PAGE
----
Two brilliant flashes of light from nearby galaxies are puzzling astronomers and could indicate that gamma-ray bursts, which signal the birth of a black hole, are more diverse than once thought.
First seen 40 years ago, gamma-ray bursts are the brightest explosions in the universe. They appear to fall into two distinct categories, short and long, depending on whether they shine for less than or more than about two seconds. Observations accumulated over the last decade led to a consensus that the long variety occurred when a massive star at the end of its life collapses to form a black hole. In addition to making a burst of gamma-rays, the explosion also produces a bright supernova. The short ones, not accompanied by a supernova, are thought to herald the merger of two neutron stars or a neutron star and a black hole, resulting in a bigger black hole.
The two new gamma-ray bursts are of the long variety but, surprisingly, did not show any evidence of supernova activity. This flies in the face of what was an emerging consensus about the origin of long bursts, according to University of California, Berkeley's Joshua Bloom, assistant professor of astronomy. To Bloom, this indicates that there are more than two ways to produce a gamma-ray flash and a black hole.
"Instead of simplicity and clarity, we're seeing a rich diversity emerge - there are more ways than we thought for producing flashes of gamma-rays," Bloom said.
Bloom and 30 colleagues from around the world report observations of two of these peculiar gamma-ray bursts, labeled GRB 060505 and GRB 060614, in the Dec. 21 issue of the British journal Nature. Three other papers in the same issue report details of GRB 060614. Both bursts were detected by NASA's Swift satellite - the first on May 5, 2006, the second on June 14, 2006.
Based solely on GRB 060614, many astronomers remained skeptical about the need to cast away the tidy connection of long bursts to supernovae. Yet, as Bloom stated, "It's easy to explain away one of these anomalous events as a fluke, but two strange events give our claim some oomph. These events are observational threats to the one-to-one association between long bursts and supernovae."
The whole story started with a non-discovery. Daniel Perley, a graduate student in astronomy at UC Berkeley, suggested that he and Bloom use the W. M. Keck Telescope in Hawaii to observe an area of sky where the long burst GRB 060505 had been seen in May. That long burst lasted four seconds and was pinpointed inside a galaxy a little over 1 billion light years away, towards the constellation Piscis Austrinus.
Had this flash been associated with the kind of supernova typically seen at sites of long gamma-ray bursts, or even a relatively weak supernova down to 250 times less powerful, Keck would have detected it, but instead Bloom and Perley observed nothing but the parent galaxy.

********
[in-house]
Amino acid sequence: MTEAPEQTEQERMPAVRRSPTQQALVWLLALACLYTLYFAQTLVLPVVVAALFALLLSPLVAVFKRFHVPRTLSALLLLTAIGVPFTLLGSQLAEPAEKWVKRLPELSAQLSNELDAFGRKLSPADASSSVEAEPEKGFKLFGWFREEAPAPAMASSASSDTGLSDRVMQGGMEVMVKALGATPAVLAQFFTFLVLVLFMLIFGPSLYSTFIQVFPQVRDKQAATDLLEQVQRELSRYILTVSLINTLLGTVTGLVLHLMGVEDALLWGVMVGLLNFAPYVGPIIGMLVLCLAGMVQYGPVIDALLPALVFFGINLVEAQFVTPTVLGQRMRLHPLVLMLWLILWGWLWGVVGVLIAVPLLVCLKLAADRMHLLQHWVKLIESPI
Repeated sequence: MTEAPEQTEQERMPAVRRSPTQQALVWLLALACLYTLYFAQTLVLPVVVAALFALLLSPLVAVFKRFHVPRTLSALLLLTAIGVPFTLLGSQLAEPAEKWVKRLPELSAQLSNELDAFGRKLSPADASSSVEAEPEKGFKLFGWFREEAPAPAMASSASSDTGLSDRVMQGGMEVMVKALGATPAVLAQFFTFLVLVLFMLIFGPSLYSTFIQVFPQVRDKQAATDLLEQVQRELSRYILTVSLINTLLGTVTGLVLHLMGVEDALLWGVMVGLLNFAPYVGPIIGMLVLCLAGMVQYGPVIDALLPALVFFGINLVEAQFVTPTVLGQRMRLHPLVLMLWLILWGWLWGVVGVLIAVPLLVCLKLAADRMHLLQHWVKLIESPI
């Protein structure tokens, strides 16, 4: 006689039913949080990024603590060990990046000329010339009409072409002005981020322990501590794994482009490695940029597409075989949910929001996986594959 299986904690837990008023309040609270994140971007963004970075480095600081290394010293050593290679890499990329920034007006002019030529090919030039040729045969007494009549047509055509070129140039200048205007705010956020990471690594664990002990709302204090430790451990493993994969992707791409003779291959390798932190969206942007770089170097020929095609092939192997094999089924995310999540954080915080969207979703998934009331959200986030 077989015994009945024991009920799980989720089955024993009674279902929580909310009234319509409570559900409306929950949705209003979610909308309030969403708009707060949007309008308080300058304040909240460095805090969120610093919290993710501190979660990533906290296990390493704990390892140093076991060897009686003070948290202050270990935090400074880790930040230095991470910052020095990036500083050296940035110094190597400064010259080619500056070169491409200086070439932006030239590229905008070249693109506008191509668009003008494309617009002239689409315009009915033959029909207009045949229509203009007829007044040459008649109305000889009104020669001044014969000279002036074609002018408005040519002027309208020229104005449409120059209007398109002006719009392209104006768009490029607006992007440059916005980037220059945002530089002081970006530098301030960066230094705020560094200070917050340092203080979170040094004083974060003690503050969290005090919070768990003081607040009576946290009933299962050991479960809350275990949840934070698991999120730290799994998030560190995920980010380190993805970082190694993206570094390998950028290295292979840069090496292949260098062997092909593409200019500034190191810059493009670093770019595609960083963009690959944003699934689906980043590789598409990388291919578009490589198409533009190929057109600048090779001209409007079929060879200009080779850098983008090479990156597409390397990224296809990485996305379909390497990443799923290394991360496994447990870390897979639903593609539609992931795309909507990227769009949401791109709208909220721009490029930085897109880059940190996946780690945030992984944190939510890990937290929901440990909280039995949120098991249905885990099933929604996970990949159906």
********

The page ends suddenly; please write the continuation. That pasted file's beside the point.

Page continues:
"We usually learn a lot about an event when new sources are detected, but in this context, it was much more exciting to detect nothing," Perley said.
At around the same time, a Danish group headed by Johan Peter Uldall Fynbo of the Neils Bohr Institute at the University of Copenhagen had had similar lack of success finding a supernova associated with GRB 060614. That burst lasted almost two minutes and was pinpointed near a galaxy 1.6 billion light years away, towards the constellation Indus. In both cases, the presence of obscuring dust was ruled out.
Fynbo gathered data from an international team, including Bloom and Perley, which argued in the Nature paper that the two supernovae together suggest a "new phenomenological type of massive stellar death."
Most astronomers have concluded that some new process must be at play: either the model of mergers creating second-long "short" bursts needs a major overhaul, or the progenitor star from this peculiar explosion is intrinsically different from the kind that make supernovae and long bursts.
"The paradigm had emerged that all long bursts were associated with the death of massive stars," said Bloom, who last year discovered evidence that convincingly linked short-lived gamma-ray bursts to the explosive merger of old, dead stars. The new observations "do not rule out a massive star origin, but does require that supernovae produced in some explosions are either very weak or non-existent."
Swift, launched in November 2004, is a NASA mission managed by NASA Goddard in partnership with the Italian Space Agency and the Particle Physics and Astronomy Research Council of the United Kingdom.
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